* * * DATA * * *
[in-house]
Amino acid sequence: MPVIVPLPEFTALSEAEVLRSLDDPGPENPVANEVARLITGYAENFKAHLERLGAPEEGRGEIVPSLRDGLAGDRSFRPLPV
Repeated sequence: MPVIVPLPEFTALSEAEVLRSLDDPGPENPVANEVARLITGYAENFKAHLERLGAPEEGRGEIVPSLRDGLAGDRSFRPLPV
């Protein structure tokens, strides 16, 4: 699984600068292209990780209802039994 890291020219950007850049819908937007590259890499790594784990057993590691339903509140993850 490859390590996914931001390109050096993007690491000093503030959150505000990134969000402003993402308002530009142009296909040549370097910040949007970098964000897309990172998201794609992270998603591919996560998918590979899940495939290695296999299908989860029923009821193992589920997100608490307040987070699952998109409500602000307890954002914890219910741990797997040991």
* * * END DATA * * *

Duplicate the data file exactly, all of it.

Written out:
[in-house]
Amino acid sequence: MPVIVPLPEFTALSEAEVLRSLDDPGPENPVANEVARLITGYAENFKAHLERLGAPEEGRGEIVPSLRDGLAGDRSFRPLPV
Repeated sequence: MPVIVPLPEFTALSEAEVLRSLDDPGPENPVANEVARLITGYAENFKAHLERLGAPEEGRGEIVPSLRDGLAGDRSFRPLPV
């Protein structure tokens, strides 16, 4: 699984600068292209990780209802039994 890291020219950007850049819908937007590259890499790594784990057993590691339903509140993850 490859390590996914931001390109050096993007690491000093503030959150505000990134969000402003993402308002530009142009296909040549370097910040949007970098964000897309990172998201794609992270998603591919996560998918590979899940495939290695296999299908989860029923009821193992589920997100608490307040987070699952998109409500602000307890954002914890219910741990797997040991």